Crucible Functions And Uses

November 3, 2021

A porcelain crucible is a laboratory material used to heat, melt, burn, and calcine substances. Being made of porcelain, it can withstand high temperatures. Often used in gravimetric analysis.

Porcelain crucibles are used to perform quantitative gravimetric determinations of various substances. Some crucibles have small holes in their lower part, these allow a filtration process to be carried out; which is very useful when making gravimetric measurements.

These instruments are highly resistant to temperature changes, can operate at a maximum temperature of 1100 ° C, are made of graphite and clay, their expansion is minimal and have high chemical resistance.

The Crucibles and their lids are made of high temperature resistant materials, usually made of porcelain, aluminum oxide or an inert metal. One of the earliest uses for platinum was to make crucibles. Ceramics like alumina, zirconium oxide, magnesium oxide, will tolerate the highest temperatures. Metals such as nickel and zirconium have only recently been used.

Caps are typically loose and loose so we can allow gas to escape during sample heating.

Table of Contents

Uses and Functions

Crucibles are used in quantitative gravimetric determinations, that is, an analysis measuring the mass of the substance to be analyzed. In common crucibles, a residue or precipitate resulting from an analysis method is collected or filtered into an ash-free solution or element. The crucible and the element to be analyzed are pre-pressed with high precision and then incinerated in the furnace. The filter paper will burn without a trace.

The sample and the crucible are allowed to cool in a desiccator and the ashes will be subjected to gravimetric analysis .

To melt or heat with the porcelain crucible it is necessary to use flames or tongs to remove it from the flame. Before using it, it is necessary to preheat it to eliminate any trace of humidity that could alter the analyzes to be carried out.

If the crucible contains a substance, which is heating up, you should never point it at your face, body, or lab partner.

The crucible should be allowed to cool in a desiccator. Once the crucible is cold, the dead can be subjected to a new gravimetric analysis

Crucible types

They are those that are made according to their chemical composition and will depend on the metal to be melted.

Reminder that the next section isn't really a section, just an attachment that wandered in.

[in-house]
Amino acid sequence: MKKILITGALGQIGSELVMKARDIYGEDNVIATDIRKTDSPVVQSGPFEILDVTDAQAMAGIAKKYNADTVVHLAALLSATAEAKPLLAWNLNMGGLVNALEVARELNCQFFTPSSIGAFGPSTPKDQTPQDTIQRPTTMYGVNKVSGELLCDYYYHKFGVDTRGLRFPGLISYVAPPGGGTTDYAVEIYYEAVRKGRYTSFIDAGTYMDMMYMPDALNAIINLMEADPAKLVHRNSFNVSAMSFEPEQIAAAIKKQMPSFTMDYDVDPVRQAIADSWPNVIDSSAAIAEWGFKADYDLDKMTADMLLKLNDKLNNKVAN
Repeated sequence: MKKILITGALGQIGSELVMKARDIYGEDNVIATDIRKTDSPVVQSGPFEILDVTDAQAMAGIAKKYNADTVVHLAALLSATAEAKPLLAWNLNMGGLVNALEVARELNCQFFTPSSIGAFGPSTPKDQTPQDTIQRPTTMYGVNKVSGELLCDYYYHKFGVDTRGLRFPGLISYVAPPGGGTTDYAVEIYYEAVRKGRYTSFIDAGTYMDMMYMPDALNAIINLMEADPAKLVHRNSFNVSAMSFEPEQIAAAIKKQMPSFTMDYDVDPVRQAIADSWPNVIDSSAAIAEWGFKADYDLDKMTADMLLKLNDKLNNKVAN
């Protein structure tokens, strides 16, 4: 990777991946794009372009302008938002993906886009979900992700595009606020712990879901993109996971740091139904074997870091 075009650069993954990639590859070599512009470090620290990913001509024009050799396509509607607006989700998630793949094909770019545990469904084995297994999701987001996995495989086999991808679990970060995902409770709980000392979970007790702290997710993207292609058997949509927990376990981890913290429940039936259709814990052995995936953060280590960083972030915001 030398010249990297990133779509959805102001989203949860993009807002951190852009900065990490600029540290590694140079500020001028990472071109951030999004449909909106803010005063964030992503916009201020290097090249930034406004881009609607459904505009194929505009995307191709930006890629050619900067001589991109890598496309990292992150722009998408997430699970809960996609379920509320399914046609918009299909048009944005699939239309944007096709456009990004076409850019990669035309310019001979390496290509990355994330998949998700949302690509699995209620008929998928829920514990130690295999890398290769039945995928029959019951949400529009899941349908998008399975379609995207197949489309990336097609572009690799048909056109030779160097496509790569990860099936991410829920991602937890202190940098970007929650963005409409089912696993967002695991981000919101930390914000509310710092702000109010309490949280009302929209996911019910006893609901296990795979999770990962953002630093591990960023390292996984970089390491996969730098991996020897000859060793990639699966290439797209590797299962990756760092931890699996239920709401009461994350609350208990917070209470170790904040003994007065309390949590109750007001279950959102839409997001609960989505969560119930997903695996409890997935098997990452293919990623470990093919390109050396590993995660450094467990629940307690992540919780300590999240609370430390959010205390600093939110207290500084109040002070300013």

1. Graphite and silicon carbide base.- Used to melt gold, silver, copper, other metals and alloys.
  2. Made of granite clay.- Special for melting iron, withstand temperatures of up to 1,200 ° C.
  3. Alumina (aluminum oxide) .- Specially formulated to melt bronze and other metals such as copper, silver and gold.
  4. Porcelain or mullite.- It is the most used in laboratories, especially for qualitative inorganic analysis.
  5. Zirconia.- Suitable for melting metals at 2,400º C

Other Porcelain Materials

Porcelain combustion boats: Made of unglazed porcelain, ideal for combustion processes or melting metals. Maximum temperature 1350ºC

Porcelain spatula: In chemistry, it is one of the main laboratory materials. It is used to take small amounts of compounds that are basically powder. It is usually classified within the metal material and it is common to find the term spatula tip in technical recipes to refer to that amount approximately. They have two curvatures, one on each side, and each one facing away from the other.

A Büchner funnel is a piece of chemistry laboratory equipment used to perform filtration. It is traditionally produced in porcelain, classifying itself among the porcelain material.

A mortar is a tool used to grind and mix substances, chemicals in a laboratory or even food in the kitchen. The mortar comes with a heavy stick, made of porcelain, wood, or other materials, the rounded end of which is used for crushing and grinding. It is a container that can be made of porcelain, wood, carved stone, or other materials. The substance is ground between the arm and the mortar by rubbing or tapping the bottom, thus turning it into a fine powder.

Dr. Loony Davis5
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Born and raised in Brussels in an English family, I have always lived in a multicultural environment. After several work experiences in marketing and communication, I came to Smart Water Magazine, which I describe as the most exciting challenge of my career.
I am a person with great restlessness and curiosity to learn, discover what I do not know, as well as reinvent myself daily, someone who is curious about life and wants to know. I enjoy sharing knowledge.
This is my personal project but I also collaborate in other blogs, it is the case, the most important web on water currently exists in the US, if you are interested you can read my articles here.

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